Clean air group calls out China-backed coal plant in Bangladesh

Smoke and steam billows from the coal-fired power plant owned by Indonesia Power, next to an area for Java 9 and 10 Coal-Fired Steam Power Plant Project in Suralaya, Banten province, Indonesia, July 11, 2020. Picture taken July 11, 2020. REUTERS/Willy Kurniawan. Sketched by the Pan Pacific Agency.

DHAKA, Jun 16, 2021, Bloomberg. A Chinese-backed coal-fired power plant in Bangladesh that’s been the site of deadly crackdowns on protests has now been accused of failing to ensure proper environmental inspections, Al Jazeera reported.

The Environmental Impact Assessment on S. Alam Group’s coal plant in Chattogram omitted the potential impacts of mercury and some air pollutants and made misleading claims about the baseline air quality in the area, according to the Centre for Research on Energy and Clean Air. The Helsinki-based group said in a press release that it obtained the information from a publicly unavailable document provided by an unnamed government source.

The accusations are the latest in a string of controversies over the plant that demonstrate the increasing opposition to new coal generators, even in developing nations with a power deficit.

Environmental demonstrations at the outset of construction left several people dead in 2016, and police killed at least five in April during protests by workers over wages.

“Bangladesh lacks meaningful environmental regulation, as do many other countries hosting China-backed energy projects,” said Lauri Myllyvirta, lead analyst at CREA and author of the report. “Yet the Chinese government and state-owned financiers have failed to put in place environmental and social safeguards that would prevent project developers from exploiting weak or non-existent regulator oversight.”

The Bangladesh government approved the project following the country’s standards, said Mohammad Hossain, director general of Power Cell, the nation’s power industry regulator. “If there’s any new complaint about air-quality standards, we will surely look into it,” Hossain said in response to the allegations. “We haven’t received any complaint through the official channel.”

Environment Secretary Ziaul Hasan did not answer multiple phone calls for comment. Mohammed Saiful Alam, chairman and managing director of S. Alam Group, which has a 70% stake in the plant, declined to comment immediately when contacted by phone.

Shangdong Electric Power Construction Corp., which has a 20% stake, didn’t respond to an emailed request for comments. Bank of China and China Development Bank, part of a consortium of Chinese banks that provided a $1.8 billion loan for the project, also didn’t respond to emailed questions.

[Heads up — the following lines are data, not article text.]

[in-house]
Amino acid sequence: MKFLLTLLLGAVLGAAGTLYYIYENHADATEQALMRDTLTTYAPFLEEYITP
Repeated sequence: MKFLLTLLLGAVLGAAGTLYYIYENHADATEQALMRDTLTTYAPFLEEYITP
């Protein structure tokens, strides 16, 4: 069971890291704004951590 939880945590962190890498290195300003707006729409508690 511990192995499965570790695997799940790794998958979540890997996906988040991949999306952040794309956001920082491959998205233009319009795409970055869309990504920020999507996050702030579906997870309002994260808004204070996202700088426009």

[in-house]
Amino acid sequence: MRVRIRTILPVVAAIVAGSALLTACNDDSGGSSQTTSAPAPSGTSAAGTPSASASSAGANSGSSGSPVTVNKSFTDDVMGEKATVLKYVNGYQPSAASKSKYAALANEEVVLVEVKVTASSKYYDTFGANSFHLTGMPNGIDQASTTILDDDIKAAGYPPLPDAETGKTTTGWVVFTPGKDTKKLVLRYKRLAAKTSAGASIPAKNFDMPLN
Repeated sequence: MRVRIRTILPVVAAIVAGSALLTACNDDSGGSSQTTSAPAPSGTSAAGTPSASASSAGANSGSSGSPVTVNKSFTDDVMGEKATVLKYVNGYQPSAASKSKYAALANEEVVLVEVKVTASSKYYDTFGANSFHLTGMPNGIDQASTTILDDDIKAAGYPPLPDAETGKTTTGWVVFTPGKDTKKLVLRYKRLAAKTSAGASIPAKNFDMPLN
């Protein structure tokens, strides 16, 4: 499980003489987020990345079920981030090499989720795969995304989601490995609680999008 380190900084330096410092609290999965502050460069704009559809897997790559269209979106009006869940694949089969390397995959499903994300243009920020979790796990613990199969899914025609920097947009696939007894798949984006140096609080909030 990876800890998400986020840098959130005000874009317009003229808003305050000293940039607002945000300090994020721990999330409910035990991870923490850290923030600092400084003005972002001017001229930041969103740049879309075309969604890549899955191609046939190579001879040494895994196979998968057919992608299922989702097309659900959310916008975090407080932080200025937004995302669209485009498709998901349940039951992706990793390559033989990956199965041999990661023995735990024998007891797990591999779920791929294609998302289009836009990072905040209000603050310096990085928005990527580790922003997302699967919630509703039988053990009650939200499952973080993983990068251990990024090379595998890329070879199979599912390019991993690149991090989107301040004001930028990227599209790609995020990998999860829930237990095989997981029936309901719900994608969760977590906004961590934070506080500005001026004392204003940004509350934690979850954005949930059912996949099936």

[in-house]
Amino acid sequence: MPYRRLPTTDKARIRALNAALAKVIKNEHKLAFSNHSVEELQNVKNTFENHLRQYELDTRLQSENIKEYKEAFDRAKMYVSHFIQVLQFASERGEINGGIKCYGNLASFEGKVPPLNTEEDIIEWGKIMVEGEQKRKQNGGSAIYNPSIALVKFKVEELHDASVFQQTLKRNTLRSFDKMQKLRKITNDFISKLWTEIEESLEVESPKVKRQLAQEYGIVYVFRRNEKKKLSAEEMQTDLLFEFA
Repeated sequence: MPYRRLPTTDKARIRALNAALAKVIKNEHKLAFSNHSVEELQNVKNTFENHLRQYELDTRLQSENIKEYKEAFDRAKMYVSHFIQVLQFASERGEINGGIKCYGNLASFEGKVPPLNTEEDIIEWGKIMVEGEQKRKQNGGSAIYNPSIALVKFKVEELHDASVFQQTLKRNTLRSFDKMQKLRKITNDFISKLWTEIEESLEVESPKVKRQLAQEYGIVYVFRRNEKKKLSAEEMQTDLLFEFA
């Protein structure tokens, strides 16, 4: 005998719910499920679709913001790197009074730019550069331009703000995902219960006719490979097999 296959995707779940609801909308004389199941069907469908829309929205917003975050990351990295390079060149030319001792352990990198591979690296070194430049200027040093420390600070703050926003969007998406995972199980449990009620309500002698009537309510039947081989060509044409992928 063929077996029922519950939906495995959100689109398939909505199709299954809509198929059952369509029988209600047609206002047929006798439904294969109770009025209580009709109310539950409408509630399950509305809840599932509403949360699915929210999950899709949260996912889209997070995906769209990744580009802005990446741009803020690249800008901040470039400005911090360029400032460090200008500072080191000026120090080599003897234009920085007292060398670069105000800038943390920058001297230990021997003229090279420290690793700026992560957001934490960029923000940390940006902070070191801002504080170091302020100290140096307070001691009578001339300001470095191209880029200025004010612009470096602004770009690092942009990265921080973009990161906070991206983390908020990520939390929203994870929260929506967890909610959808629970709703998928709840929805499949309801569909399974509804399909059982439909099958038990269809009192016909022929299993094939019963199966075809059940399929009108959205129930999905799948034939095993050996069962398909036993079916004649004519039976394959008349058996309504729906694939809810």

Protesters Shot

The project includes two 660-megawatt coal-fired steam generators in Banshkhali, south of the nation’s largest port, Chattogram (formerly Chittagong). During protests in 2016, before construction began, four demonstrators were shot and killed in a clash with police.

In April, workers began demanding back pay, a salary increase and half days of work on Fridays in negotiations with management. The protest quickly escalated into violence, with police shooting and killing at least five people. A Bangladesh court in May ordered S. Alam to pay 500,000 taka ($5,896) in initial compensation to the families of each of the dead workers.

The environmental assessment, which covers the first unit at the plant, says air quality around the site met national standards, allowing it to avoid more stringent environmental rules, CREA said. But samples taken for the assessment show pollutants exceeded those standards in every measure, the group said.

The plant will emit five times the level of sulfur dioxide and 10 times as much nitrous oxide as would be allowed in China, according to CREA.

CREA, along with the Bangladesh Environment Lawyers Association and the Bangladesh Working Group on External Debt, are recommending Bangladesh strengthen oversight and enforcement of its environmental laws and incorporate public health impacts in assessments. They’re also calling on Chinese firms to align overseas investments with Xi Jinping’s climate goals, and to not exploit loopholes afforded by weak regulation.

China’s financing of overseas energy projects has declined and some of its decisions have run into opposition. Last year, more than 20 non-governmental organizations called on Chinese banks to withdraw financial support for a coal-fired power plant under construction in Turkey. China also financed $260 million for a coal-fired power project in Pakistan.

The investments contrast with a growing reluctance by other countries and organizations in Asia to continue to support coal power, the biggest polluter and producer of greenhouse gases in the energy industry. South Korea recently halted all state-backed financing for overseas coal projects, spurring the United Nations to call for other countries to do the same. The Asian Development Bank said last month it will end financing of coal projects.

China has attempted to make its investments more environmentally sustainable. In December, a Belt and Road Initiative coalition supervised by China’s environment ministry developed a color-coded classification to help assess overseas investment risks. China’s financing for foreign energy projects in 2020, including power plants, fell to the lowest since 2008 at $4.6 billion, according to Boston University’s Global Energy Finance Database.

China state bank chiefs have called for a gradual pullback of coal financing, stating at a forum last month that a quick withdrawal would lead to losses for both the banks and the borrowers. From July 1, China’s central bank will start grading the banks’ green finance business.

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